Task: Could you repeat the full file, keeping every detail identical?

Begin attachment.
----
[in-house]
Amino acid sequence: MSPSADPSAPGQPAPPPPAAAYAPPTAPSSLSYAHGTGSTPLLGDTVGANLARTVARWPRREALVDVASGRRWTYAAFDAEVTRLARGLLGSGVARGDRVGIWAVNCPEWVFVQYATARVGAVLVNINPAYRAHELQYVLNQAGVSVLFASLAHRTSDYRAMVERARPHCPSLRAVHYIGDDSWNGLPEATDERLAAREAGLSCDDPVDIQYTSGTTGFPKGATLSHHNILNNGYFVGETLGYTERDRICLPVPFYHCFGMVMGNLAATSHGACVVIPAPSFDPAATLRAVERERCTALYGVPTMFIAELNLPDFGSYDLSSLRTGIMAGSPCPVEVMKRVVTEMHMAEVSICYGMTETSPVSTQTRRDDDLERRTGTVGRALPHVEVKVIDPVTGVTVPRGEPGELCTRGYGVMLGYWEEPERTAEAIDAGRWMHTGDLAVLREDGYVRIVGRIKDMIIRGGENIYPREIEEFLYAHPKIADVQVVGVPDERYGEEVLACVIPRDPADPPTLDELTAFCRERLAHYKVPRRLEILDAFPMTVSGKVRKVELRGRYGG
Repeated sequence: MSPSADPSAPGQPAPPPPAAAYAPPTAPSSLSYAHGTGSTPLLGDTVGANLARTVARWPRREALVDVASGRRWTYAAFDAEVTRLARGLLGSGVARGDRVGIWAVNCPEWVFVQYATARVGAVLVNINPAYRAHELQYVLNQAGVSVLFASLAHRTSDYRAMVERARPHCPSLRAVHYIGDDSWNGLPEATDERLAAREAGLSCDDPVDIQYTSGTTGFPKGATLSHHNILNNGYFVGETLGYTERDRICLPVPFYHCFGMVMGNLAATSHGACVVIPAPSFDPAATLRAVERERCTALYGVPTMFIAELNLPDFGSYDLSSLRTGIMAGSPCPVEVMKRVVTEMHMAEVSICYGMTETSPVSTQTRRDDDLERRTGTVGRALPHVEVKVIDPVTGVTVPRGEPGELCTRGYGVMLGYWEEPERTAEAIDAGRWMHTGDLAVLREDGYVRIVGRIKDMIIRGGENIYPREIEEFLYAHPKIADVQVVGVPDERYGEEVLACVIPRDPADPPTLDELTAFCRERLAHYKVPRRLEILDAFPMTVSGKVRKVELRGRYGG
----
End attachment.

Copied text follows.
[in-house]
Amino acid sequence: MSPSADPSAPGQPAPPPPAAAYAPPTAPSSLSYAHGTGSTPLLGDTVGANLARTVARWPRREALVDVASGRRWTYAAFDAEVTRLARGLLGSGVARGDRVGIWAVNCPEWVFVQYATARVGAVLVNINPAYRAHELQYVLNQAGVSVLFASLAHRTSDYRAMVERARPHCPSLRAVHYIGDDSWNGLPEATDERLAAREAGLSCDDPVDIQYTSGTTGFPKGATLSHHNILNNGYFVGETLGYTERDRICLPVPFYHCFGMVMGNLAATSHGACVVIPAPSFDPAATLRAVERERCTALYGVPTMFIAELNLPDFGSYDLSSLRTGIMAGSPCPVEVMKRVVTEMHMAEVSICYGMTETSPVSTQTRRDDDLERRTGTVGRALPHVEVKVIDPVTGVTVPRGEPGELCTRGYGVMLGYWEEPERTAEAIDAGRWMHTGDLAVLREDGYVRIVGRIKDMIIRGGENIYPREIEEFLYAHPKIADVQVVGVPDERYGEEVLACVIPRDPADPPTLDELTAFCRERLAHYKVPRRLEILDAFPMTVSGKVRKVELRGRYGG
Repeated sequence: MSPSADPSAPGQPAPPPPAAAYAPPTAPSSLSYAHGTGSTPLLGDTVGANLARTVARWPRREALVDVASGRRWTYAAFDAEVTRLARGLLGSGVARGDRVGIWAVNCPEWVFVQYATARVGAVLVNINPAYRAHELQYVLNQAGVSVLFASLAHRTSDYRAMVERARPHCPSLRAVHYIGDDSWNGLPEATDERLAAREAGLSCDDPVDIQYTSGTTGFPKGATLSHHNILNNGYFVGETLGYTERDRICLPVPFYHCFGMVMGNLAATSHGACVVIPAPSFDPAATLRAVERERCTALYGVPTMFIAELNLPDFGSYDLSSLRTGIMAGSPCPVEVMKRVVTEMHMAEVSICYGMTETSPVSTQTRRDDDLERRTGTVGRALPHVEVKVIDPVTGVTVPRGEPGELCTRGYGVMLGYWEEPERTAEAIDAGRWMHTGDLAVLREDGYVRIVGRIKDMIIRGGENIYPREIEEFLYAHPKIADVQVVGVPDERYGEEVLACVIPRDPADPPTLDELTAFCRERLAHYKVPRRLEILDAFPMTVSGKVRKVELRGRYGG